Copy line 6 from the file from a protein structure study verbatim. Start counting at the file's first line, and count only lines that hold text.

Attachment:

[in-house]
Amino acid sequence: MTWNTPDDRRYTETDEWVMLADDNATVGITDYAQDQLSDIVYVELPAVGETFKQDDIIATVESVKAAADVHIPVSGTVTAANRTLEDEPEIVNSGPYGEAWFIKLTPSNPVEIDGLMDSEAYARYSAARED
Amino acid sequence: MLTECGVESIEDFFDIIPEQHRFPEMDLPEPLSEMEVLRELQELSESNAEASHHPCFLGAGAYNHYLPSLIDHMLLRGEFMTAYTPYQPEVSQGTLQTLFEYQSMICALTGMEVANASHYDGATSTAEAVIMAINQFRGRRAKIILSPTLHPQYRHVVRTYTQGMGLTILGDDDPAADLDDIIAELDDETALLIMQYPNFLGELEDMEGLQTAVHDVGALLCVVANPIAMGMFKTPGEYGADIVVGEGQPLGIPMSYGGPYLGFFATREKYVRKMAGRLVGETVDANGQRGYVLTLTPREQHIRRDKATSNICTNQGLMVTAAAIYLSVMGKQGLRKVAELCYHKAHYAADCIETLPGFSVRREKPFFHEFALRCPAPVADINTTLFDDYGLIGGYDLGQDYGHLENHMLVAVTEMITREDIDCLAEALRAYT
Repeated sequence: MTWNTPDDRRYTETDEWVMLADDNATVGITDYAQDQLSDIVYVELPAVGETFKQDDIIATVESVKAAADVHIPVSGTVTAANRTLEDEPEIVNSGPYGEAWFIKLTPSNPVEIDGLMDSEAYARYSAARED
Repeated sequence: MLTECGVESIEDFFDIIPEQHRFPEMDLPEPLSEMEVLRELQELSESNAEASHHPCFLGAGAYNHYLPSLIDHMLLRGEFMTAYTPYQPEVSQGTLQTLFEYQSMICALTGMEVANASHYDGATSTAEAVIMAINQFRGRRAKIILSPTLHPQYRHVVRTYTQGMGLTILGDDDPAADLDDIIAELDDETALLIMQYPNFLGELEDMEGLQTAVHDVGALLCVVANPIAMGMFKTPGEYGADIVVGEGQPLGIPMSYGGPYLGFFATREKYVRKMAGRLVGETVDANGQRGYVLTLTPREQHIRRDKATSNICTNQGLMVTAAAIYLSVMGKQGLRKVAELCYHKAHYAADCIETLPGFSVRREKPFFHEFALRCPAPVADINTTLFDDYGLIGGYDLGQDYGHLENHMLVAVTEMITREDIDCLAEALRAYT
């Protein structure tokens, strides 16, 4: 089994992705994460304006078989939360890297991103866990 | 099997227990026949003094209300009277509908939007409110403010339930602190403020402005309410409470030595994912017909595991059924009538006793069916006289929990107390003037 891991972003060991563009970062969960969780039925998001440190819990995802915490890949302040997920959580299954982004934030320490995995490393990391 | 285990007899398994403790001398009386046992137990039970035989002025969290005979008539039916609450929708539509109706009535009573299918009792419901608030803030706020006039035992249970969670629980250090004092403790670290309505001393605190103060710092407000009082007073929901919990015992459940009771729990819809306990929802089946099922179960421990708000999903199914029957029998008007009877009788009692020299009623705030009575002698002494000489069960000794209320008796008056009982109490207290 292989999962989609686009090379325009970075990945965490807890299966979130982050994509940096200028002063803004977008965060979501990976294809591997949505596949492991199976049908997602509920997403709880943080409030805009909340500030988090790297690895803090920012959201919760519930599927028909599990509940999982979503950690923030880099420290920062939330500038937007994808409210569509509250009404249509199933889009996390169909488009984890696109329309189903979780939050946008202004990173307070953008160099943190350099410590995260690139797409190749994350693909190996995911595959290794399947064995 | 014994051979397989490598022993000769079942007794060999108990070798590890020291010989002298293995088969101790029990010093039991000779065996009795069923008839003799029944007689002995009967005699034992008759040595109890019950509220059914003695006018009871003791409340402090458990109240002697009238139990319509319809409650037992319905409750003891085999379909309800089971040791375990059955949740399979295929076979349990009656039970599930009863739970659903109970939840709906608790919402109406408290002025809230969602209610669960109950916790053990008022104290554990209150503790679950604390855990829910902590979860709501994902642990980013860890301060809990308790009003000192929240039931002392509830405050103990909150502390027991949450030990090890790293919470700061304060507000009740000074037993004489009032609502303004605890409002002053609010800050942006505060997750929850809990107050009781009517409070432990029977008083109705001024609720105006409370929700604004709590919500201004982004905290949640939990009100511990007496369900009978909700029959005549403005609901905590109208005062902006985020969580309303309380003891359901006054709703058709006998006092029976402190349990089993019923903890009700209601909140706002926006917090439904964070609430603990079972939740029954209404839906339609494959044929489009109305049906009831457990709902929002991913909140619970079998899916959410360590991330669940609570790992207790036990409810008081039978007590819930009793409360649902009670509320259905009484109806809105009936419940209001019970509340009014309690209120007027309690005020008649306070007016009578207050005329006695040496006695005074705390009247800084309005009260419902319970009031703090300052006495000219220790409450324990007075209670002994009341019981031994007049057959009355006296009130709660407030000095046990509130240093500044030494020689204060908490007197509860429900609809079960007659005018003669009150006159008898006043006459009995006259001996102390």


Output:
């Protein structure tokens, strides 16, 4: 089994992705994460304006078989939360890297991103866990 | 099997227990026949003094209300009277509908939007409110403010339930602190403020402005309410409470030595994912017909595991059924009538006793069916006289929990107390003037 891991972003060991563009970062969960969780039925998001440190819990995802915490890949302040997920959580299954982004934030320490995995490393990391 | 285990007899398994403790001398009386046992137990039970035989002025969290005979008539039916609450929708539509109706009535009573299918009792419901608030803030706020006039035992249970969670629980250090004092403790670290309505001393605190103060710092407000009082007073929901919990015992459940009771729990819809306990929802089946099922179960421990708000999903199914029957029998008007009877009788009692020299009623705030009575002698002494000489069960000794209320008796008056009982109490207290 292989999962989609686009090379325009970075990945965490807890299966979130982050994509940096200028002063803004977008965060979501990976294809591997949505596949492991199976049908997602509920997403709880943080409030805009909340500030988090790297690895803090920012959201919760519930599927028909599990509940999982979503950690923030880099420290920062939330500038937007994808409210569509509250009404249509199933889009996390169909488009984890696109329309189903979780939050946008202004990173307070953008160099943190350099410590995260690139797409190749994350693909190996995911595959290794399947064995 | 014994051979397989490598022993000769079942007794060999108990070798590890020291010989002298293995088969101790029990010093039991000779065996009795069923008839003799029944007689002995009967005699034992008759040595109890019950509220059914003695006018009871003791409340402090458990109240002697009238139990319509319809409650037992319905409750003891085999379909309800089971040791375990059955949740399979295929076979349990009656039970599930009863739970659903109970939840709906608790919402109406408290002025809230969602209610669960109950916790053990008022104290554990209150503790679950604390855990829910902590979860709501994902642990980013860890301060809990308790009003000192929240039931002392509830405050103990909150502390027991949450030990090890790293919470700061304060507000009740000074037993004489009032609502303004605890409002002053609010800050942006505060997750929850809990107050009781009517409070432990029977008083109705001024609720105006409370929700604004709590919500201004982004905290949640939990009100511990007496369900009978909700029959005549403005609901905590109208005062902006985020969580309303309380003891359901006054709703058709006998006092029976402190349990089993019923903890009700209601909140706002926006917090439904964070609430603990079972939740029954209404839906339609494959044929489009109305049906009831457990709902929002991913909140619970079998899916959410360590991330669940609570790992207790036990409810008081039978007590819930009793409360649902009670509320259905009484109806809105009936419940209001019970509340009014309690209120007027309690005020008649306070007016009578207050005329006695040496006695005074705390009247800084309005009260419902319970009031703090300052006495000219220790409450324990007075209670002994009341019981031994007049057959009355006296009130709660407030000095046990509130240093500044030494020689204060908490007197509860429900609809079960007659005018003669009150006159008898006043006459009995006259001996102390």